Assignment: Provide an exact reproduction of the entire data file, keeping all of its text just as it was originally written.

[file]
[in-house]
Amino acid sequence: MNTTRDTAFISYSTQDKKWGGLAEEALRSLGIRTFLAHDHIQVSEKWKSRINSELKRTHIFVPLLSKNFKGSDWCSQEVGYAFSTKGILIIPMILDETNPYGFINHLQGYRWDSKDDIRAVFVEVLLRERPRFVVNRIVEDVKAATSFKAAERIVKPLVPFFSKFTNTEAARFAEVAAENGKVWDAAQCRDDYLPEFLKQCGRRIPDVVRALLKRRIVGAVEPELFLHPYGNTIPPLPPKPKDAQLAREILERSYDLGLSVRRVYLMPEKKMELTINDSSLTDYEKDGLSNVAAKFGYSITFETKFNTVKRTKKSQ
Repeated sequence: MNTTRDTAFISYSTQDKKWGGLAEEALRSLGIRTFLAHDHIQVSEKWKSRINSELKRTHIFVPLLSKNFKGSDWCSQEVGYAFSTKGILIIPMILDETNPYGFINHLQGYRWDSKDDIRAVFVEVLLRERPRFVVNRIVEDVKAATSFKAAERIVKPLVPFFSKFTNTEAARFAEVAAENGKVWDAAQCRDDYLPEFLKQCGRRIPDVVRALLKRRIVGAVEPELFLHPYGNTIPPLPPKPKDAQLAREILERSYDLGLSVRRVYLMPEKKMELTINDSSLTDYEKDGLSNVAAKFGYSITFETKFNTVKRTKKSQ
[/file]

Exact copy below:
[in-house]
Amino acid sequence: MNTTRDTAFISYSTQDKKWGGLAEEALRSLGIRTFLAHDHIQVSEKWKSRINSELKRTHIFVPLLSKNFKGSDWCSQEVGYAFSTKGILIIPMILDETNPYGFINHLQGYRWDSKDDIRAVFVEVLLRERPRFVVNRIVEDVKAATSFKAAERIVKPLVPFFSKFTNTEAARFAEVAAENGKVWDAAQCRDDYLPEFLKQCGRRIPDVVRALLKRRIVGAVEPELFLHPYGNTIPPLPPKPKDAQLAREILERSYDLGLSVRRVYLMPEKKMELTINDSSLTDYEKDGLSNVAAKFGYSITFETKFNTVKRTKKSQ
Repeated sequence: MNTTRDTAFISYSTQDKKWGGLAEEALRSLGIRTFLAHDHIQVSEKWKSRINSELKRTHIFVPLLSKNFKGSDWCSQEVGYAFSTKGILIIPMILDETNPYGFINHLQGYRWDSKDDIRAVFVEVLLRERPRFVVNRIVEDVKAATSFKAAERIVKPLVPFFSKFTNTEAARFAEVAAENGKVWDAAQCRDDYLPEFLKQCGRRIPDVVRALLKRRIVGAVEPELFLHPYGNTIPPLPPKPKDAQLAREILERSYDLGLSVRRVYLMPEKKMELTINDSSLTDYEKDGLSNVAAKFGYSITFETKFNTVKRTKKSQ